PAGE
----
Monday, 12 November 2018

Is your business's marketing and review management joined up?

Let's see what we mean by joined up. Here are two advertisements run in the Times this weekend. One is a single page (rate card £27,000) and the other a double page spread (rate card £42,000)...







Now, suppose you were attracted by one of these advertisements, what do we suppose might be your next action*. Perhaps one of these...

  • call the business? 
  • email the business? 
  • visit the business's website?

* as readers will know, there are two kinds of advertising: 'above the line' (often known as 'brand' advertising) designed to enhance the reader's 'feel' for the brand in question and 'below the line' designed specifically to generate a hard - quantifiable - response (leads). Both of the above advertisements might reasonably be considered to fulfil both functions, but as they both include 'calls to action' in the form of web-links we feel justified in judging them on a below-the-line basis.

So - in order to either call, email or visit the business's website their potential customers have two options...

  1. follow the url in the advertisement
  2. google the business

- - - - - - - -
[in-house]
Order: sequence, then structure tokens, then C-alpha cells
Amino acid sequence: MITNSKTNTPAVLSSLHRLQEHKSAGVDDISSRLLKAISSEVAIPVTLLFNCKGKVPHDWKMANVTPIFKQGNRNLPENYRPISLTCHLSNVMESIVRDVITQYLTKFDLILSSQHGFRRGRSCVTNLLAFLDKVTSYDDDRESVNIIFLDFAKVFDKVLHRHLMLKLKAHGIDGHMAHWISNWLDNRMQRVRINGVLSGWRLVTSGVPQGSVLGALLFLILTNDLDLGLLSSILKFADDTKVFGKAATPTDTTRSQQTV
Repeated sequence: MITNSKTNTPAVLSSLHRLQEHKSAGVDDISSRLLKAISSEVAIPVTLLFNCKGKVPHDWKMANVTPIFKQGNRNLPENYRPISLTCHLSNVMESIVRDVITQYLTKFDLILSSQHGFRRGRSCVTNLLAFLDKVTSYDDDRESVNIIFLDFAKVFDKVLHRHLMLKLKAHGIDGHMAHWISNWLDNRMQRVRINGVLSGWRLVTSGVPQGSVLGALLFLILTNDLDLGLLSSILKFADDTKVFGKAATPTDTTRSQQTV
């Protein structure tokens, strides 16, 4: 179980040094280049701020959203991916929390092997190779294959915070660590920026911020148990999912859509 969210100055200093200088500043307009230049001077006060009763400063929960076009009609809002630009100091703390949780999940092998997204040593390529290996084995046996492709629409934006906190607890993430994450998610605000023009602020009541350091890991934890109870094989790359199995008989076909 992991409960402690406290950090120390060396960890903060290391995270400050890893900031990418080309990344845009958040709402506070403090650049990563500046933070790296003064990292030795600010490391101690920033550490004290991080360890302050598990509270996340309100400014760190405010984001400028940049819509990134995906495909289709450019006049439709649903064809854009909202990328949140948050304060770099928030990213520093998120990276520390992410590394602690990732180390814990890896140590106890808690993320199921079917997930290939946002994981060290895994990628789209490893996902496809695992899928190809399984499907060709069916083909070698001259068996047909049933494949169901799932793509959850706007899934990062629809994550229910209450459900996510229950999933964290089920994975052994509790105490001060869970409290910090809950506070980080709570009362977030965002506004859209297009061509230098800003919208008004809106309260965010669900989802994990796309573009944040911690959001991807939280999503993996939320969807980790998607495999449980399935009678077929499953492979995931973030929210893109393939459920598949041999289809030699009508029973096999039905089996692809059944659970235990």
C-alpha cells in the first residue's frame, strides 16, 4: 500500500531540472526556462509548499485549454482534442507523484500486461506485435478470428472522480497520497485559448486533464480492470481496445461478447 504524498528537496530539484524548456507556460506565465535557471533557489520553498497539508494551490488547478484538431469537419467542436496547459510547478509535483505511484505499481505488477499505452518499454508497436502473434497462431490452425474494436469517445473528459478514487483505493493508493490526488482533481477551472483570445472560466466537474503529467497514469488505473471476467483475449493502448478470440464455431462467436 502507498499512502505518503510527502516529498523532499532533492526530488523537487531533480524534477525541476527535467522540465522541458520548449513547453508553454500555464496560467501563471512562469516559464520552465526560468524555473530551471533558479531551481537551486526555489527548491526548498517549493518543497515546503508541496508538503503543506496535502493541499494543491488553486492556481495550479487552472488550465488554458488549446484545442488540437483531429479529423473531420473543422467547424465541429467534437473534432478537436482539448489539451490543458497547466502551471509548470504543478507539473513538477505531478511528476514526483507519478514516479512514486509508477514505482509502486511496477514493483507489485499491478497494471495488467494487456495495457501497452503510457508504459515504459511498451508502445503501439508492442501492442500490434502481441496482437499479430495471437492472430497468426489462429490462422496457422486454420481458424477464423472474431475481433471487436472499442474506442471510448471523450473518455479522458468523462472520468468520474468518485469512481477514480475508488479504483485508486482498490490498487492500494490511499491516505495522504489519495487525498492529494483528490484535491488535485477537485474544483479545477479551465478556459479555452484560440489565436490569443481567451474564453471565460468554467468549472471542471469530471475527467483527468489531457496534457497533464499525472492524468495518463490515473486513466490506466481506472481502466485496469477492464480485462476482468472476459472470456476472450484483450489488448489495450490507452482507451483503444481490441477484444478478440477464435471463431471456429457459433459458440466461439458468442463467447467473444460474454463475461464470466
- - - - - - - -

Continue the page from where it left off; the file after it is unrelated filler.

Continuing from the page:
For the purpose of this article we will assume it's about half-and-half. So let's see what happens when we google these two businesses (on our phone, because that's what most people have to hand when they are reading a paper). First Irwin Mitchell...



...with 'Reviews' front-and-centre, one click away...




And now Invesco...



We are not going to comment at this stage. We will now simply show you a HelpHound client's brand advertising...


...and in print...



...and then show you what happens if a potential customer googles their local branch...






...and - as an added bonus - if the potential customer were to go direct to their website...




...or even search for them on desktop...



So: Our message...

Get your review management sorted and the response to all your other advertising and marketing must rise*, it's as simple as that.